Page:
Yokohama-shi, Japan
Yokohama-shi, Japan

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Kurosaka K.,Fisheries Research Agency FRA | Kurosaka K.,Tokyo University of Marine Science and Technology | Ochi Y.,Fisheries Research Agency FRA | Inada H.,Tokyo University of Marine Science and Technology | And 2 more authors.
Nippon Suisan Gakkaishi (Japanese Edition) | Year: 2013

In the jigging fishery for neon flying squid Ommastrephes bartramii, the catch loss due to hooked squid falling off caused by tentacle breakage should be reduced. For this purpose, the jig motion was monitored with an acceleration data logger to examine the upward jig speed for the squid to be hooked by tentacles or other arms. Only the ratio of hooked tentacles increased when the upward jig speed was faster than 1.75 m/s, which caused tentacle breakage for smaller squid (mantle length: ML < 35 cm). Through experimental fishing operation with different hauling speeds of the jig line drum, we concluded that the CPUE (number of squid caught/hour /jigging machine) can be maximized by controlling the upward jig speed at around 2.0 m/s for squid larger than 35 cm in ML, and at around 1.5 m/s for smaller squid, to reduce falling-off caused by tentacle breakage.

Kidokoro H.,Japan National Research Institute of Fisheries And Environment of Inland Sea | Goto T.,Japan National Research Institute of Fisheries And Environment of Inland Sea | Nagasawa T.,Fisheries Research Agency FRA | Nishida H.,Japan National Research Institute of Fisheries Science | And 2 more authors.
ICES Journal of Marine Science | Year: 2010

Following a climate regime shift (RS) in 1989 in the northwest Pacific and Sea of Japan, the main spawning grounds of the Japanese common squid (Todarodes pacificus) shifted from inshore areas off Honshu Island to the Tsushima Strait, and the stock size increased. Migration patterns of T. pacificus occurred after the RS, based on tagging experiments conducted in July to September of 1984 and 1987-1991, are examined using monthly shifts in average latitude of recapture sites every 10 d. Before the RS, recaptures were in the central Sea of Japan and in inshore areas off Honshu Island, but after the RS, there were no recaptures inshore off Honshu Island. The average latitude of the recapture sites in September was about 36-37°N before the RS and north of 40°N (near the release sites) after the RS. It is likely that the location of the spawning grounds has changed. © 2010 International Council for the Exploration of the Sea. Published by Oxford Journals. All rights reserved.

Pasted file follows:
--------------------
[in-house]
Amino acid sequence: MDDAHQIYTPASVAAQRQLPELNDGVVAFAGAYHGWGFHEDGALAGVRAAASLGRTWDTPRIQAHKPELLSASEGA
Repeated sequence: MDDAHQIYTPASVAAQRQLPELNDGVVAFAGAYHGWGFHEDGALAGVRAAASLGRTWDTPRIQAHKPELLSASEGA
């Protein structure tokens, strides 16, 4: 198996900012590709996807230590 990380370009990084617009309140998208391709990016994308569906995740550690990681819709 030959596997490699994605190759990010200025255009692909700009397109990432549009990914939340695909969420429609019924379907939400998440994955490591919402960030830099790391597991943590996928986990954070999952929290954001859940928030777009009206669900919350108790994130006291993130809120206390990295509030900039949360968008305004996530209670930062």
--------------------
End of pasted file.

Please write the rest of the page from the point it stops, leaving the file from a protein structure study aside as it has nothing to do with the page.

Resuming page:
Kurosaka K.,Tokyo University of Marine Science and Technology | Kurosaka K.,Fisheries Research Agency FRA | Yamashita H.,Fisheries Research Agency FRA | Ogawa M.,Fisheries Research Agency FRA | And 2 more authors.
Fisheries Research | Year: 2012

In squid jigging operations for neon flying squid (Ommastrephes bartramii), 30-40% of hooked squid are estimated to fall off (i.e., become detached) from the jigs during the drum-hauling process, caused by breakage/severance of the hooked tentacle(s). Reducing fall-off events can lead to higher productivity and more efficient use of the squid resource. In the present study, there were 950 fall-off events either directly observed or assessed from the residue of tentacle(s) left on the jigs compared with the 1720 total captures, which comprises 35.6% of 2670 total hooked squids. The fall-off ratio according to the mantle length (ML) was examined using logistic curve analysis and a higher fall-off ratio for smaller squid was confirmed through size selectivity curve analysis. F 50, the 50% probability of fall off from the jig, was estimated to be 37.4cm ML. The breaking strength of a single tentacle was determined to be similar to the body weight (BW) of squid smaller than 41.4cm ML, indicating a high possibility of tentacle breakage in the case of 1 tentacle grabbing the jig for smaller-sized squid. © 2012 Elsevier B.V.

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